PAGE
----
The Role of Aging in Alzheimer’s Disease

  • Geoffrey A. Kerchner
  • Tony Wyss-CorayEmail author


Cognitive function in humans declines in essentially all domains starting in the late 50s, and neurodegeneration and dementia seem to be inevitable in all but a few of those who survive to very old age. While age-related cognitive dysfunction and Alzheimer’s disease in humans are clearly distinct entities and seem to affect different brain regions, both show the telltale molecular and cellular changes that characterize tissue aging including abnormal proteostasis, loss in stem cell activity, and inflammation. Adding to the challenge of differentiating the two, Alzheimer’s disease is thought to begin up to 20 years before it manifests clinically and, accordingly, there is significant overlap between brain aging and the disease based on structural and functional brain imaging. This chapter will highlight commonalities and emphasize divergences between “normal” brain aging and Alzheimer’s disease and discuss novel approaches to understand the link between the two.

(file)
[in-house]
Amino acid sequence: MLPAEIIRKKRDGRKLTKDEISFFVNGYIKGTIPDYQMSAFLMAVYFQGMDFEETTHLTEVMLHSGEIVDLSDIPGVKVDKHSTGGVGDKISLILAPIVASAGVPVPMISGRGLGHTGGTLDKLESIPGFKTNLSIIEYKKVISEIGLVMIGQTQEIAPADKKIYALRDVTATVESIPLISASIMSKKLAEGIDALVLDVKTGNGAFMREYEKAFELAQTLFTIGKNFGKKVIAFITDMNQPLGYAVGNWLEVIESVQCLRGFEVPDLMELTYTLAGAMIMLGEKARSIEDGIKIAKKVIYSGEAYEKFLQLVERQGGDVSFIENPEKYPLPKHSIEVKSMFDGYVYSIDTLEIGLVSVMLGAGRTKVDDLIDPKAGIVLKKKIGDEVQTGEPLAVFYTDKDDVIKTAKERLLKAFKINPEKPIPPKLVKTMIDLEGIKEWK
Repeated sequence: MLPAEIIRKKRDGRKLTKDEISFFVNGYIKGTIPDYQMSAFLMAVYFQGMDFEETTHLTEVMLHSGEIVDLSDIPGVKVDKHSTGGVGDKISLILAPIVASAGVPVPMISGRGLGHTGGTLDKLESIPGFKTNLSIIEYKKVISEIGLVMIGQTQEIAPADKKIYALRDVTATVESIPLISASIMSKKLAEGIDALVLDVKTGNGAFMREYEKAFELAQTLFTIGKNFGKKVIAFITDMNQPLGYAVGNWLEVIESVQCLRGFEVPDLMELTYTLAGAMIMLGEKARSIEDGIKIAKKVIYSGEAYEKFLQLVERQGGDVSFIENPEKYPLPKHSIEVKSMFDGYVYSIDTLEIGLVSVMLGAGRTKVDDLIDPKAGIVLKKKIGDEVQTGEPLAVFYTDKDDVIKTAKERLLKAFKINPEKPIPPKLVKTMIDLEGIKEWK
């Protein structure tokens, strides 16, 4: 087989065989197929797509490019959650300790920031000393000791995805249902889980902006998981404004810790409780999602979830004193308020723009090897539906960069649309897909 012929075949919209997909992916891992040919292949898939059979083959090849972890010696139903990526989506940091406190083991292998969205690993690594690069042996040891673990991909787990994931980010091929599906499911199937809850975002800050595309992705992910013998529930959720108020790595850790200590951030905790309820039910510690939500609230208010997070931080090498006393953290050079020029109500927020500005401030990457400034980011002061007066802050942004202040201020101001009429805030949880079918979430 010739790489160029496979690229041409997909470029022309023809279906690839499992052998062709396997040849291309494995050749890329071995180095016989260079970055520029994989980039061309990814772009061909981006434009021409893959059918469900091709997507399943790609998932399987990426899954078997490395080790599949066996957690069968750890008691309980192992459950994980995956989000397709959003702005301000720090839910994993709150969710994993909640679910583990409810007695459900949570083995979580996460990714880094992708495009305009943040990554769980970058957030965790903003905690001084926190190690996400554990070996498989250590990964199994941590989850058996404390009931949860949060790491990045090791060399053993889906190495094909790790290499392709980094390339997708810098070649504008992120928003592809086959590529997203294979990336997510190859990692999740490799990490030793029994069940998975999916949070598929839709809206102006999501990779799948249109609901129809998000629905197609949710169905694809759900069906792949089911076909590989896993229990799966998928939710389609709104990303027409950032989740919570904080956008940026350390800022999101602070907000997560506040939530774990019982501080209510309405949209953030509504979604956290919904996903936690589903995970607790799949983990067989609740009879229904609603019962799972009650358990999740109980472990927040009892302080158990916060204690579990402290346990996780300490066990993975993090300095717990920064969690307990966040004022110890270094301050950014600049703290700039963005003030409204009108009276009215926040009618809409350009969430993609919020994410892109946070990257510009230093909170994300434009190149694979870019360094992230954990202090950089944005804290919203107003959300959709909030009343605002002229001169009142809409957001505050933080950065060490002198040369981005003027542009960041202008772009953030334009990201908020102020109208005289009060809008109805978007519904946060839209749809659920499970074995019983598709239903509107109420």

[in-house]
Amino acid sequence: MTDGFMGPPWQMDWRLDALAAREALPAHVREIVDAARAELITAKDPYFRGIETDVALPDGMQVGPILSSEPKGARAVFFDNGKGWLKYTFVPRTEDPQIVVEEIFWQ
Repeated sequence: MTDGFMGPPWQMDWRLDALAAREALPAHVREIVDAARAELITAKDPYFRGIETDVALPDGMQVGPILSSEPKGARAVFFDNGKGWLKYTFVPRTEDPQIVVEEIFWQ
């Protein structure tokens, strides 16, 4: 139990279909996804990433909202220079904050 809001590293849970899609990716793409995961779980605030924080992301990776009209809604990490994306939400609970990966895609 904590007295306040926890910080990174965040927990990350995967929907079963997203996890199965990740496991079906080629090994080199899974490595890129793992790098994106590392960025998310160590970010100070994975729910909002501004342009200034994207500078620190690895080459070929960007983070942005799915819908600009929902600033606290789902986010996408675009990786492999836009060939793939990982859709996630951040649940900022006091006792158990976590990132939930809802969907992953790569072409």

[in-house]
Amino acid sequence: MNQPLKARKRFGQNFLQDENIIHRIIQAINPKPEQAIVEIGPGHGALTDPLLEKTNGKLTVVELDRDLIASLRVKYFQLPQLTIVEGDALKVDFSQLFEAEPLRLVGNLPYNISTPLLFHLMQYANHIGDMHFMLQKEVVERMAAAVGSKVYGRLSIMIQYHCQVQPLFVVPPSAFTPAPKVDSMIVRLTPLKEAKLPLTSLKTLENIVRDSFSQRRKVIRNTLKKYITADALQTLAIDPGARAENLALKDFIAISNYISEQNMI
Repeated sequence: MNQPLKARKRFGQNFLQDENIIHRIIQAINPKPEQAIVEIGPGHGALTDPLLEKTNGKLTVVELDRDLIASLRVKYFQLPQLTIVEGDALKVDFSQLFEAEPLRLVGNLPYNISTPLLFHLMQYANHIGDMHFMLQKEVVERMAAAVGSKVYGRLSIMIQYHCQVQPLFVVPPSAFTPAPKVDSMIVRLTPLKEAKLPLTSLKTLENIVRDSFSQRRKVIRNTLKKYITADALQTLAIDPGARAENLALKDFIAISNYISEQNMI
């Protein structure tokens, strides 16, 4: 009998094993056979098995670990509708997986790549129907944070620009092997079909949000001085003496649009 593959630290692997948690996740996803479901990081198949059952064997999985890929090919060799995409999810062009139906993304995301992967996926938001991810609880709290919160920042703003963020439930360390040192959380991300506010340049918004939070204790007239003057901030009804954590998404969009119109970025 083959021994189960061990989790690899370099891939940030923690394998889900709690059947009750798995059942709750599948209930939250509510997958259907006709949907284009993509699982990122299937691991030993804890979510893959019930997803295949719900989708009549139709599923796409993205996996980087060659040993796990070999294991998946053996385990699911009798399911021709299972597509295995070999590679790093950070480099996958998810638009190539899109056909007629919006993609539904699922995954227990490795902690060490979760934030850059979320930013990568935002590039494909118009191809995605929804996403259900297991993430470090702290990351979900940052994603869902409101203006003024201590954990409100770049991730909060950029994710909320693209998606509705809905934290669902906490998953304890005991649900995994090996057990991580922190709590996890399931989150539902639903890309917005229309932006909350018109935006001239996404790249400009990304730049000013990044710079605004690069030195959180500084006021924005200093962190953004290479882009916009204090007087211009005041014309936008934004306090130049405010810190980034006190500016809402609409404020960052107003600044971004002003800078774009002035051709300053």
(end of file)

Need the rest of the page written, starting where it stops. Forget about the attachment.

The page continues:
Alzheimer’s Aging Proteostasis Epigenetic Inflammation Geroscience 



This work was supported by the Department of Veterans Affairs (T.W.-C.), and the NIA (AG045034 (T.W.-C.)).

Editor: Bradley Wise, National Institute on Aging (NIA), NIH.


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Copyright information

© Springer International Publishing 2016

Authors and Affiliations

  1. 1.Department of Neurology and Neurological SciencesStanford University School of MedicineStanfordUSA
  2. 2.Center for Tissue Regeneration, Repair and RestorationVeterans Affairs Palo Alto Health Care SystemPalo AltoUSA

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